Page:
BILLINGS - The city is roughly a month away from a ballot measure asking taxpayers to decide on a $143 million bond, which would help pay for a multi-use, multi-generational recreation center.
The measure will greet voters on Nov. 7. It’s been decades since voters were tasked with deciding on the future of parks, meaning this bond will put the choice back in the hands of residents.
It also comes at a time when the cost of living is volatile for many families.
“I think we have really been conscious about understanding the cost that this is going to be,” said Tom Rupsis, a city council member for Ward 5, which includes the West End extending south to Elysian.
Rupsis and Council member Jennifer Owen, who represent the Heights in Ward 2, candidly discussed community need, financial transparency, and how a parks bond intertwines with the looming concern over public safety in a recent interview with MTN News.
Each have different takes on the issue.
“I think we need to be honest about what the amount is. It’s not a $143 million bond, it’s a $200 million bond at minimum,” Owen said.
Owen says the price disclosed to the public doesn’t consider maintenance and upkeep for the recreation center.
The bond measure is a historic ask for Billings.
“We need this in Billings. It's long past time,” said Rupsis.
Owen has big concerns, especially considering public safety, asking if public funds wouldn’t be better allocated to serve that purpose first.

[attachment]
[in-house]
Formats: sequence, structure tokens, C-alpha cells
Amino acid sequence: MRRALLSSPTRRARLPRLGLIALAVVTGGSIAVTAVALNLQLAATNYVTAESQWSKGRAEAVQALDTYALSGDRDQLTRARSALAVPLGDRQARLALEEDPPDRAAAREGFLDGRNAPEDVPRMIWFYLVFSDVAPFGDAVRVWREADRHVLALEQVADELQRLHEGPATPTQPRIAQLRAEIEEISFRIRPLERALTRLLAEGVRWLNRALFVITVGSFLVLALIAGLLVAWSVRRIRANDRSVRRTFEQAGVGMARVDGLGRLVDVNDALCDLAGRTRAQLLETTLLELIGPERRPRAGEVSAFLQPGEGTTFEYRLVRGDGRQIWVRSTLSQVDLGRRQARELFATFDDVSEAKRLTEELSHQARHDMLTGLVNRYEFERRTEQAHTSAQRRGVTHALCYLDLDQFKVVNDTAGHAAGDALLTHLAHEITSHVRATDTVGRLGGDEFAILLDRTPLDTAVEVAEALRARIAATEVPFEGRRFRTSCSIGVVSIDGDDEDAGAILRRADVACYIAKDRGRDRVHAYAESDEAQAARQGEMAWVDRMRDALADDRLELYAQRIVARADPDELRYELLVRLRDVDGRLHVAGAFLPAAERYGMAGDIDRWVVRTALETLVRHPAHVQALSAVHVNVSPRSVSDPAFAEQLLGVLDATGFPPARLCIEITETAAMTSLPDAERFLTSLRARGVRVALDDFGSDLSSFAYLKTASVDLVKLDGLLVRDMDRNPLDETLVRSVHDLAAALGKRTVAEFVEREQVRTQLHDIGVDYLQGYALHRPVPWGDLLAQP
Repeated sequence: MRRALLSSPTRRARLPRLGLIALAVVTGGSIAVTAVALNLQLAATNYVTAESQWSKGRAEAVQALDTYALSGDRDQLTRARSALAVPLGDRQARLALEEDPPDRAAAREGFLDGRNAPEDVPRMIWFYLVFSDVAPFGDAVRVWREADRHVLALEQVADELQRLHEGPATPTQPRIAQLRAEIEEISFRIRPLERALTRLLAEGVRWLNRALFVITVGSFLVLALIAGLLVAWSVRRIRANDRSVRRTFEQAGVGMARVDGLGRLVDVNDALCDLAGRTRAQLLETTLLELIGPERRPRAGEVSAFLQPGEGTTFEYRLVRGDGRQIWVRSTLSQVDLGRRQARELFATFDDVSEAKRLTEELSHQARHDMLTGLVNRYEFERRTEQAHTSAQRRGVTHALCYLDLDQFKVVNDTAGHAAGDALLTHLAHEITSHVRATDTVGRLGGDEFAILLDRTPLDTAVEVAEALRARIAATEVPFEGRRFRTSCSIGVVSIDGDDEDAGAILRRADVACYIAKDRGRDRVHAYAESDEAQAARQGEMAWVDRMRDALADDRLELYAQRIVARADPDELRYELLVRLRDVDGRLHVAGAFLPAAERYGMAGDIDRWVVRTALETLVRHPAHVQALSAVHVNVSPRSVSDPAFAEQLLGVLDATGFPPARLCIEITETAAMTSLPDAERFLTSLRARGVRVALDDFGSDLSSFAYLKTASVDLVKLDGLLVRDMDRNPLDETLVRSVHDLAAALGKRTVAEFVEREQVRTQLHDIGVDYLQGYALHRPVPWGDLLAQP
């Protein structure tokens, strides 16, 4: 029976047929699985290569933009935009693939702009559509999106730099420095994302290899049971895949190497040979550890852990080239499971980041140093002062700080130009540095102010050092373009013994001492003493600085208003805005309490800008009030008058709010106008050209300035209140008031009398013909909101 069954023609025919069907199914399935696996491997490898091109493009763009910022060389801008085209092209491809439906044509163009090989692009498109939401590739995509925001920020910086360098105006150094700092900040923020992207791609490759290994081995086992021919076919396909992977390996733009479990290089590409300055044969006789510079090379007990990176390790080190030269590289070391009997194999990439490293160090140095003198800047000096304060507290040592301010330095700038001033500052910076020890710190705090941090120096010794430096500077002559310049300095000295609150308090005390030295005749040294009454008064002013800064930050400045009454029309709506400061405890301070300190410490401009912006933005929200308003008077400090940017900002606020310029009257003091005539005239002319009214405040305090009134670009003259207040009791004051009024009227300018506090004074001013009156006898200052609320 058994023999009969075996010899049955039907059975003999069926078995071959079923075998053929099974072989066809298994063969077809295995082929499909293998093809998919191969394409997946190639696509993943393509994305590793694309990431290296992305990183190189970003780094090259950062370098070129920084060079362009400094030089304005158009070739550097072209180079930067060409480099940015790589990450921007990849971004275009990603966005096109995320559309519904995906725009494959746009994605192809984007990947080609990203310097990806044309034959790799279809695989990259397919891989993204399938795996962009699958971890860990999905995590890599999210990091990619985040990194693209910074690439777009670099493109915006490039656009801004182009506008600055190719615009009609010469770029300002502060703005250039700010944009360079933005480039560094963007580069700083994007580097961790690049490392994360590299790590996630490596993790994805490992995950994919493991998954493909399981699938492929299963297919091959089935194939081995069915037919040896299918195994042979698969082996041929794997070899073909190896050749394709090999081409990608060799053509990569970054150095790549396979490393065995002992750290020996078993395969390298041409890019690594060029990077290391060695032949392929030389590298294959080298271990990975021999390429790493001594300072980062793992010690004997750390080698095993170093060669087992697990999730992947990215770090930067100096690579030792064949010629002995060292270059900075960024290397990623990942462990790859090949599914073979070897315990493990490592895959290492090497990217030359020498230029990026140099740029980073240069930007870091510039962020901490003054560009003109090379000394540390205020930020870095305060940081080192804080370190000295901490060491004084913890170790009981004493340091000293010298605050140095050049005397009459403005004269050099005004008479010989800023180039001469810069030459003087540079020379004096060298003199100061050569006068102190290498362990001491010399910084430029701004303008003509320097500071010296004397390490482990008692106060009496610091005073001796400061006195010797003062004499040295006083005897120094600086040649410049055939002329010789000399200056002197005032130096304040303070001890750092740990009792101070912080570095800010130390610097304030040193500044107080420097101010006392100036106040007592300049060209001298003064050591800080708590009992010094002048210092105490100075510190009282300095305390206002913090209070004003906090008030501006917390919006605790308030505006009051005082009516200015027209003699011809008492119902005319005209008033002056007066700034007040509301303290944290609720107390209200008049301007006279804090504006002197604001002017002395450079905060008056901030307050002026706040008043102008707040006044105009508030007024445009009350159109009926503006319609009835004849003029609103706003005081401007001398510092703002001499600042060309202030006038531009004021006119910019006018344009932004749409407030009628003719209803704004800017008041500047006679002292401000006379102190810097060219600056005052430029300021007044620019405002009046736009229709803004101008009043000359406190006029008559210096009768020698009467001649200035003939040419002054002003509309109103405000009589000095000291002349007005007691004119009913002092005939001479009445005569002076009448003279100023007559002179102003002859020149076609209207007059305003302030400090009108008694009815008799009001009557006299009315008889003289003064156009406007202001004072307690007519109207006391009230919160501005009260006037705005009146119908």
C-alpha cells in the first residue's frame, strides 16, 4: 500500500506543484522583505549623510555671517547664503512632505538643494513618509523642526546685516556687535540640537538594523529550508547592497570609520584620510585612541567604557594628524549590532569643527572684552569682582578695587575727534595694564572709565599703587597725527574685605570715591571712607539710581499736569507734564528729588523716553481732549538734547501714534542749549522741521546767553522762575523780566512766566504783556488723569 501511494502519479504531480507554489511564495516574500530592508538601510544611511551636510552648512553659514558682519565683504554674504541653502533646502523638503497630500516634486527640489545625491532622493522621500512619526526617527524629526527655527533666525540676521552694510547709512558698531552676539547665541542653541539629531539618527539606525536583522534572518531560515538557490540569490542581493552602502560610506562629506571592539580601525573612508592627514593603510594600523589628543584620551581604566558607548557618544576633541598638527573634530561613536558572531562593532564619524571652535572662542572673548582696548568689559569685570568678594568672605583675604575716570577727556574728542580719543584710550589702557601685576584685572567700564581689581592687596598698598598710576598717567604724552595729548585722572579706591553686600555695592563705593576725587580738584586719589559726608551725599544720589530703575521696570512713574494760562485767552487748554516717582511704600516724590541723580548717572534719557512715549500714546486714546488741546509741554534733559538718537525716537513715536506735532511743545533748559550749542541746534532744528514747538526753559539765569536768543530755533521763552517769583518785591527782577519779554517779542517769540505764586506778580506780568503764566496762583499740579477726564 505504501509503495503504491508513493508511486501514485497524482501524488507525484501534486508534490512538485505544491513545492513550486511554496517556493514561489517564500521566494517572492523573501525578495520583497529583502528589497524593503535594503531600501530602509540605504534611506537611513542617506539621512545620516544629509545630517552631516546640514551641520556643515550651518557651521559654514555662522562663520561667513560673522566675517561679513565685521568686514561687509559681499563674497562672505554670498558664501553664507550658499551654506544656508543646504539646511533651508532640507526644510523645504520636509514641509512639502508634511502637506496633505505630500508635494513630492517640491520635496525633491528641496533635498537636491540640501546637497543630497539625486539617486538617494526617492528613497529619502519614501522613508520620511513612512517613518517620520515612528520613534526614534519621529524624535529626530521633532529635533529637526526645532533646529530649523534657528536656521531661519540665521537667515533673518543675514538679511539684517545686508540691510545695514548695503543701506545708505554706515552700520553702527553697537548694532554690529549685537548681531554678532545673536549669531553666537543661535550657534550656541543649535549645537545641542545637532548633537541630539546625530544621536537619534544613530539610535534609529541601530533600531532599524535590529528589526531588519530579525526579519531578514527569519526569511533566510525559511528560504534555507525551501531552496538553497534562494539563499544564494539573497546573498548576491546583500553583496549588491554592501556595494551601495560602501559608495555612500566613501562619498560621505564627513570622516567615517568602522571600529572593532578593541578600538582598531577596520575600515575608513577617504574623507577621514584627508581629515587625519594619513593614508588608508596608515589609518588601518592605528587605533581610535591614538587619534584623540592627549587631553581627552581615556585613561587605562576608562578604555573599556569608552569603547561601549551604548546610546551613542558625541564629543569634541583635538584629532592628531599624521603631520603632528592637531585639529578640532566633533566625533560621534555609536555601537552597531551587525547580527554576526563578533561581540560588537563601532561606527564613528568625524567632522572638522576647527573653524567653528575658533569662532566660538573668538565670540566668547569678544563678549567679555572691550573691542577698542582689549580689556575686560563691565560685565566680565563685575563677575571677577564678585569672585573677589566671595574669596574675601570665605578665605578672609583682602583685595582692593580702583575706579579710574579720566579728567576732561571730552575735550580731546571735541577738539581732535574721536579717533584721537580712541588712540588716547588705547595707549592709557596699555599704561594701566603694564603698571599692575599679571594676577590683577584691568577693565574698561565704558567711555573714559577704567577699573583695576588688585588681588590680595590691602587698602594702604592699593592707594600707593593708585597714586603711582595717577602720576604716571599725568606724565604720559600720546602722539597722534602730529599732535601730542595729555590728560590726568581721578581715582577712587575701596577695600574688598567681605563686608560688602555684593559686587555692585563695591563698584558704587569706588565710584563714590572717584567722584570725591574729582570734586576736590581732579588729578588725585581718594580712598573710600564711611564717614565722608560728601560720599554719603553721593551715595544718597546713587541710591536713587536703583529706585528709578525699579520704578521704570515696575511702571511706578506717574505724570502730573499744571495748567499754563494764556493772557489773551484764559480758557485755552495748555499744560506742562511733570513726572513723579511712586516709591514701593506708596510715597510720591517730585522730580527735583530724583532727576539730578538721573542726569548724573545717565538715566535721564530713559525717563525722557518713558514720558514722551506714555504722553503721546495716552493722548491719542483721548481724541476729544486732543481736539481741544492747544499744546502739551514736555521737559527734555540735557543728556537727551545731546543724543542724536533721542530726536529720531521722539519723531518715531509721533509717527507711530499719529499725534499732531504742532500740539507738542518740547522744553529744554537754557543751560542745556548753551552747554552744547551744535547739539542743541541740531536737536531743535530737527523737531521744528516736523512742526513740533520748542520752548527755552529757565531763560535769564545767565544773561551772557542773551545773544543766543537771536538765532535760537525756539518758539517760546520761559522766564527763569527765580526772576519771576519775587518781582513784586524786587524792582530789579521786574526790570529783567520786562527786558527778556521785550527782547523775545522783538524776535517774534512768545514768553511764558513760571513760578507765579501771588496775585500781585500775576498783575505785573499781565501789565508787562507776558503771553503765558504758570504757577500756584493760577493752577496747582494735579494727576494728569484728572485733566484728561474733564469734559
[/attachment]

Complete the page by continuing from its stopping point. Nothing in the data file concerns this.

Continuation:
“There is indication that building up our park’s infrastructure can be a good preventative measure,” said Owen. “But the majority of this bond is going to a rec center.”
Owen is right about that: $85 million of the bond would go to build the recreation center on the Billings South Side at Amend Park.
It’s a bone of contention for opponents of the bond. Many have asked why the parks improvements and rec center are being considered on one ballot.
“While I would love to see investment in our parks, and in fact many on the Council tried to separate these so the voters could have a fair choice,” Owen said. “And discuss parks first and a rec center when it's ready.”
But Billings parks and trails are in dire need of upgrades. For example, the pool house at South Park has been standing for roughly 100 years.
"We shut South Park pool down because the equipment malfunctioned or broke,” said Rupsis. “We can’t do that, we can’t build a rec center and let South pool fail."
The bond would also provide more than $26 million to improve five city parks, including $10 million for the South Park pool.
The bond would also cover an expansion of North Park’s community center as well as the Zimmerman Center at Pioneer, which could help the city accommodate more community programs and activities.
Both sides admit that cost is a factor in where they stand on the parks bond issue, with Rupsis saying the time to act is now considering rising costs. He says inflation was already considered and factored into the cost.
“The master plan for the rec center assumed it would be built in about three years,” said Rupsis.
The bond comes at a time when across-the-board property tax hikes worry Montana residents.
“This year, because of property evaluations in Billings, the average homeowner is going to be experiencing 22% increases, so they are already reeling from the property values and inflation and then we come to them with more money,” said Owen.
The bond would cost $52.66 annually for every $100,000 of value of a Billings home. For the owner of a median-priced Billings home, which is $307,600, the bond would cost $158 per year, or $13.16 per month, according to the city.
The issue is a lot for Billings voters to consider.
Watch the full discussion below: